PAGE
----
“In Defense of Whacking”

Anita Berzins writes,
Dear Mike
OMG! You contacted me on Match.com! If you did not, then someone is using your picture as a fake profile. You are awesome Mike! I sure hope this is not fake….

Hi Anita
Have you ever played Whack-A-Mole? It’s a carnival game that tests your reflexes. The rules are simple. You stand in front of a tabletop with seven holes drilled into the surface. You wait for a mole to poke it’s head out from one of the holes. When the mole appears, you whack it over the head with a mallet. As the game progresses, more moles appear with increasing frequency. The more moles you whack, the higher your score.

I haven’t played Whack-a-Mole in ages, but I’ve discovered an online version that’s no less stimulating. I call it “Whack-a-Mike,” and to my knowledge, I’m the only one playing. Armed with a metaphorical mallet, I sit in front of my laptop, and search the world wide web for illicit versions of me. When I find my name or likeness being used in a deceitful manner, I whack myself off the offending site. Invariably, my face will resurface somewhere else it’s not supposed to be. When that happens, I whack myself some more, until I go away. And so on.

Like anything else Anita, whacking yourself online takes practice. My first whacking occurred back in 2005, when my face popped up next to a banner ad for a disposable diaper service. There was an accompanying quote that read, “We understand a thing or two about dirty jobs.”
While I do in fact know a thing or two about getting dirty, I couldn’t tolerate that kind of implied endorsement. So I whacked myself off, fast.
Soon thereafter, my face resurfaced on a website for a company that cleans and maintains Porta-Potties. That too, required immediate and vigorous whacking, which I accomplished with great enthusiasm.

Of course, copyright violations and legal misuses can usually be rectified with one or two well-placed whacks. Far more challenging, are the lone impostors who assume my name and likeness for no obvious reason. These reprobates lurk in the darkest corners cyberspace. Rooting them out has required me to whack myself in a variety of dingy chat rooms and seedy forums. But I’ve also had to whack myself in some very respectable venues.

I’ve whacked myself on Yahoo.
I’ve whacked myself on Google.
I’ve whacked myself on MSN.
I’ve whacked myself on CNN.

On the Discovery website, I’ve whacked myself more times than I can count.

I’ve whacked myself on Instagram and Reddit, but when I signed up for Twitter, Whack-a-Mike reached a whole new level. Not 24 hours after registering, several people were using my face as their personal icon, and destroying my fragile reputation in 140 characters or less. As a result, I found myself whacking more than tweeting.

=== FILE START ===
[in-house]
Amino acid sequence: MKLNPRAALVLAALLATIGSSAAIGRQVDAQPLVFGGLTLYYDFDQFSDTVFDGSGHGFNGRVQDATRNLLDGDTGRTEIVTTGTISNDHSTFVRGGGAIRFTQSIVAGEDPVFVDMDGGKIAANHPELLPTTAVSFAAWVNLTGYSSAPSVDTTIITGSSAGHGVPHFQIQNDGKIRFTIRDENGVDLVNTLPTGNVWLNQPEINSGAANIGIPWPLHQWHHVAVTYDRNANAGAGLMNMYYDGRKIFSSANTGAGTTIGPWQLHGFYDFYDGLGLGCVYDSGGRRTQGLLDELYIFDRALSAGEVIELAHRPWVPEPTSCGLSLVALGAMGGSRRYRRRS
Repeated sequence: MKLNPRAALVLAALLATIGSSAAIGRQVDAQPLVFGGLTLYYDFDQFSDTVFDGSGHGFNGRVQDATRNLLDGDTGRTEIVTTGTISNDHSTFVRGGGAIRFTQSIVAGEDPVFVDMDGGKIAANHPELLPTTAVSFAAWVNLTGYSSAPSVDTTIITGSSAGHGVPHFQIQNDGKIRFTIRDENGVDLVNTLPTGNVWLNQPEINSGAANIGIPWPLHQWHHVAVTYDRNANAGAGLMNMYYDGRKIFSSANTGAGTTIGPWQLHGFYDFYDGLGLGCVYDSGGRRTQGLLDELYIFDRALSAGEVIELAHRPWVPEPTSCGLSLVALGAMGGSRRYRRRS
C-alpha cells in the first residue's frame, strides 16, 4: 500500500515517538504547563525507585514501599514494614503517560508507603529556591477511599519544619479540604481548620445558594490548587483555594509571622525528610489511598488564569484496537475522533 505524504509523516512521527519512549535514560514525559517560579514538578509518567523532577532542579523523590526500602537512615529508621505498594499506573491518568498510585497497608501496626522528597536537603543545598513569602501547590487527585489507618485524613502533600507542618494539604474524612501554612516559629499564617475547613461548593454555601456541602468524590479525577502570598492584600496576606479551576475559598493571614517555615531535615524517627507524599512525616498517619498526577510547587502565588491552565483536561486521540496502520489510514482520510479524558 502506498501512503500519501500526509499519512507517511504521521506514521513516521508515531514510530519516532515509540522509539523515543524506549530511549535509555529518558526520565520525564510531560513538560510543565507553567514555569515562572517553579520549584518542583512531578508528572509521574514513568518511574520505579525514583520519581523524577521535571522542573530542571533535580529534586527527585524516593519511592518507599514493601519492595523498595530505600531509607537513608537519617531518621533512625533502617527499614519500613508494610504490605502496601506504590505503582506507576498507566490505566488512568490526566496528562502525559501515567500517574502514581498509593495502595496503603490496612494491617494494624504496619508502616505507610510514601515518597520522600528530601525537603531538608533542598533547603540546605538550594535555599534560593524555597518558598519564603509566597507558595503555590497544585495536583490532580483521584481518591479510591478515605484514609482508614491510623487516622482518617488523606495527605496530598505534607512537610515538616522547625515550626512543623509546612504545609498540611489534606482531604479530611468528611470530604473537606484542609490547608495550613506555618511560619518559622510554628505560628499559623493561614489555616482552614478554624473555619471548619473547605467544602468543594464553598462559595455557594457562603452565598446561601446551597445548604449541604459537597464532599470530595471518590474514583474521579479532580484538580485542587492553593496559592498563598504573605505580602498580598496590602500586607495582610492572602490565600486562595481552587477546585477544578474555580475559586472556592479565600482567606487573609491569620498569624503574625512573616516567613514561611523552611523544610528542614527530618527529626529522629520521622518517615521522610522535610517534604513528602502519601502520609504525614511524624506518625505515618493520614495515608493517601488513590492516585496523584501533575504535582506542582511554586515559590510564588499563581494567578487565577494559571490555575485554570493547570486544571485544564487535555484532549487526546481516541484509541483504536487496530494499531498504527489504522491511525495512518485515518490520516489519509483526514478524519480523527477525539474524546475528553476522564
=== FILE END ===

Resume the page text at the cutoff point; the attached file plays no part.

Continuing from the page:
Facebook of course, is a veritable whackers paradise. Just last week I had to whack myself off three different pages in the same day. (Trust me – that’s not as easy as it used to be.) Even The Official Dirty Jobs Facebook page has become a source of confusion. Because my face is all over the page, thousands of questions have been directed to me by viewers who still think the show is in production. Lots of them now think I’m ignoring them. That’s unfortunate. As many of you know, this is the only page online where you can be assured that I’ll read your questions before ignoring them.

But as much as I’d love to whack myself off The Dirty Jobs Facebook Page, doing so would be capricious. Discovery has every right to use my face to promote the show, and really, I’m glad people still have a place to watch it. Truth is, whacking yourself off publicly is not always the best option – even when it feels like the obvious thing to do.Mike's Blog Whack-A-Mole

If all this whacking sounds like complaining, I apologize. Obviously, the trials and tribulations of a B-list celebrity trying to protect his public image in the digital age are inconsequential, especially when compared to the millions of others who have been bullied and burgled on the world wide web. Identity theft is no joke, and neither is the chaos that results when people pretend to be someone they’re not. So allow me to be serious for a moment, and share with you my one, steadfast belief regarding the Internet – a belief that’s evolved from a decade of protracted whacking, and summed up best by my favorite quote from my favorite fictitious character – the one and only Travis McGee. Here it is:
“Be wary of all earnestness.”

McGee shared that little nugget of wisdom long before the average twelve-year old in his mothers basement could play Call of Duty with one hand and steal my identity with the other. And if McGee was with us today – solving crimes and saving reputations in the digital age – he’d no doubt remind us once again that few things in the world are more suspicious than a man who demands to be trusted. And the undeniable truth that authenticity is so valuable, precisely because it’s so damn easy to fake.

With that in mind, Anita, it’s my sad duty to break your heart. I am not now, nor have I ever been, a member of any online dating site. The picture you saw is real, but alas, the profile is not. If it’s any comfort, know that as you’re reading this, I’m over on Match.com, whacking myself off with extreme prejudice. I doubt I’m the first to do so, and I’m certain I won’t be the last.

I hope I’m not too late, but if you’ve already met my impostor for an actual date in the real world, please tell me the bastard held the door and picked up the tab. Regardless, I apologize for any subsequent disappointment.

(Unless of course, he turned out to be better looking and more charming than the guy in the picture. In which case…you’re welcome!)


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